Department of Health and Human Services.
The National Institutes of Health (NIH), the Agency for Healthcare Research and Quality (AHRQ), and the Center of Disease Control (CDC) seek comments from the public on the impact of eliminating the correction window from the electronic grant application submission process on our applicant organizations and the timing of such a change.
To assure consideration, comments must be received by April 19, 2010.
Individuals and organizations interested in submitting comments may submit them electronically via http://grants.nih.gov/cfdocs/era_process_changes_rfi/add.htm. Although submission via the web is the preferred method of submission as it expedites analysis of comments, e-mails will also be accepted at email@example.com.Start Further Info
FOR FURTHER INFORMATION CONTACT:
Megan Columbus, NIH Program Manager for Electronic Receipt of Grant Applications, 6705 Rockledge Dr, Suite 5040, Bethesda, MD 20892, e-mail firstname.lastname@example.org concerning programmatic questions.End Further Info End Preamble Start Supplemental Information
In December 2005, when NIH began its transition from paper grant application submission to electronic submission using a new application form and the Federal portal, Grants.gov, the agency built into the process a temporary error correction window to ensure a smooth and successful transition for applicants. This window provides applicants a period of time beyond the grant application due date to correct any error or warning notices of noncompliance with application instructions that are identified by NIH's eRA systems. (The standard NIH error correction window is 2 days, but it has been temporarily extended to 5 days to facilitate the transition for applicants to newly restructured, shorter applications.) The NIH is considering the elimination of the error correction window within the year.
Eliminating the error correction window will allow NIH to enforce a fair and consistent submission deadline for Start Printed Page 11890all applicants. In addition, eliminating the error correction window will help NIH reduce the time needed to process applications and forward them through the peer review process.
The error correction window was established at a time when an application could take multiple days to get processed by Grants.gov and NIH's eRA systems. The lengthy processing time meant that applicants who applied on time might not receive feedback on the status of their submissions in time to address system identified errors/warnings until after the due date, unless they applied well in advance.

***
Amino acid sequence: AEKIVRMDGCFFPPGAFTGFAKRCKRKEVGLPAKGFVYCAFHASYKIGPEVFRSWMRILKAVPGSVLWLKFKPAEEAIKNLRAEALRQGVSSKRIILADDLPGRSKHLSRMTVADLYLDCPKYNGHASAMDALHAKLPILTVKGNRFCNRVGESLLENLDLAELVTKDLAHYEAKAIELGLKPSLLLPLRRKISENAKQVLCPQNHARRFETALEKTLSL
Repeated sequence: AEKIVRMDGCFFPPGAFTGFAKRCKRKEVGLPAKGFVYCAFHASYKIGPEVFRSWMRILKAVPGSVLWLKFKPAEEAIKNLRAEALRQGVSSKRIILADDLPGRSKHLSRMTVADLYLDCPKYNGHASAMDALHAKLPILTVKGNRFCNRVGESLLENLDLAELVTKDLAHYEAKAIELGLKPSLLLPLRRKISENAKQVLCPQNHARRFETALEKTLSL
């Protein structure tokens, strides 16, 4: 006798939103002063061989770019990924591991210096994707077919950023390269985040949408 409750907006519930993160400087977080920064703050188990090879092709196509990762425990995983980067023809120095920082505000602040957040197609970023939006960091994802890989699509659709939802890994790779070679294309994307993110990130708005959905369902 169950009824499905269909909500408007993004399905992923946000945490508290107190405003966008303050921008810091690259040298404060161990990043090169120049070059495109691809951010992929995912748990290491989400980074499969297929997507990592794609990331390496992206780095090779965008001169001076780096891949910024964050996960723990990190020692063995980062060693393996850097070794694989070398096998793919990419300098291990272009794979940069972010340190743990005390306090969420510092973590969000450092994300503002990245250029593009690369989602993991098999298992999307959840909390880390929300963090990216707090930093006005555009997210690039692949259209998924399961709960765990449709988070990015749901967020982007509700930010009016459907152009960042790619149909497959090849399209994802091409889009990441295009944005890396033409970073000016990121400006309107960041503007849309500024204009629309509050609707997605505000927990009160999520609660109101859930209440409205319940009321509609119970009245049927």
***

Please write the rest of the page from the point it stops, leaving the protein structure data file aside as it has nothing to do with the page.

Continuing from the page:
During the initial transition the error correction window also provided an opportunity for applicants to become familiar with the use of the new SF424 (R&R) applications and the new way that long standing business rules would be enforced by electronic systems upon submission.
Since 2005, combined system processing times have improved dramatically, with applications now taking minutes to process through both systems on average instead of days. This improvement provides applicants timely feedback on the status of their applications and allows them to address any system identified errors and warnings immediately, as the systems can process multiple submissions within a short period of time. NIH also has policies in place that do not rely on the error correction window to ensure that applicants are protected from possible eRA Commons or Grants.gov system issues that might keep an application from being received by the submission deadline.
Additionally, elimination of the error correction window will not affect an applicant's ability to submit late applications under the existing NIH Policy on Late Submission of Grant Applications (NOT-OD-06-086 available at http://grants.nih.gov/grants/guide/notice-files/NOT-OD-06-086.html) or for those who have provided substantial review service to NIH to take advantage of NIH's continuous submission policy (http://grants.nih.gov/grants/guide/notice-files/NOT-OD-08-026.html).
NIH is accepting comments from individuals and organizations on the impact of this change. We are also interested in feedback on possible timing of the change. Is there support for making the change in the next 3-6 months, a year, or is more time needed to make the change should the agencies decide to move forward?Start Signature
Date: March 9, 2010.
Sally J. Rockey,
Acting Deputy Director for Extramural Research, National Institutes of Health.
[FR Doc. 2010-5474 Filed 3-11-10; 8:45 am]
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